Awesome stuff.

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In which I contemplate my eternal damnation

During my early morning run the other day I was thinking about this post, where I suggested that, according to standard Catholic doctrine, a pretty large percentage of Americans over the past forty years were prime candidates for eternal damnation.  And it occurred to me that, according to the standard doctrine I learned growing up, I’m going to hell too, along with a large chunk of the people I know.  Not because of anything to do with abortion, but because I was given the gift of faith and rejected it, turning my back on God’s love.

Hell doesn’t come up much nowadays–I’m sure parts of the Church find the fire-and-brimstone stuff embarrassing.  This Times article (“Hell Is Getting a Makeover”) points out that the latest Catholic catechism contains only five paragraphs about hell in a 700-page book.  And the pain of hell, we now believe, is not physical but mental:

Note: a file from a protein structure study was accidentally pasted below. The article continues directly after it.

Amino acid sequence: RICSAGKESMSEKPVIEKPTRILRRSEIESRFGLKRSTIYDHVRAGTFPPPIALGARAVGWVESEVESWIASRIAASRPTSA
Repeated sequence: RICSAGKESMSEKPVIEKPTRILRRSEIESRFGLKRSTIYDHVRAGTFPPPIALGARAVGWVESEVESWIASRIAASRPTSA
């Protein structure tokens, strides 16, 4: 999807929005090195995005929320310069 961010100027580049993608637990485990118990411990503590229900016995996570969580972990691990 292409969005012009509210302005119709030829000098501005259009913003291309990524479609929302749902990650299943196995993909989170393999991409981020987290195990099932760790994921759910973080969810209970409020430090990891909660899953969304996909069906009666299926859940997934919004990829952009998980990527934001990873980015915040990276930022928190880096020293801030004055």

Hell is best understood as the condition of total alienation from all that is good, hopeful and loving in the world. What’s more, this condition is chosen by the damned themselves, the ultimate exercise of free will, not a punishment engineered by God.

Of course, to get to this spot, the theologians have to go the “Jesus’ words shouldn’t be taken literally” route, since Jesus had lots to say about unquenchable fire and the weeping and gnashing of teeth and so on.  But that’s theology for you.

In any case, hell is still real, and apparently I’m going there.  Maybe I’ll contemplate Pascal’s wager on my deathbed–but I doubt it.

And I can’t help thinking that the sermon in Joyce’s Portrait of the Artist as a Young Man is a far more interesting vision of hell than the etiolated modern view.  Here is just a taste.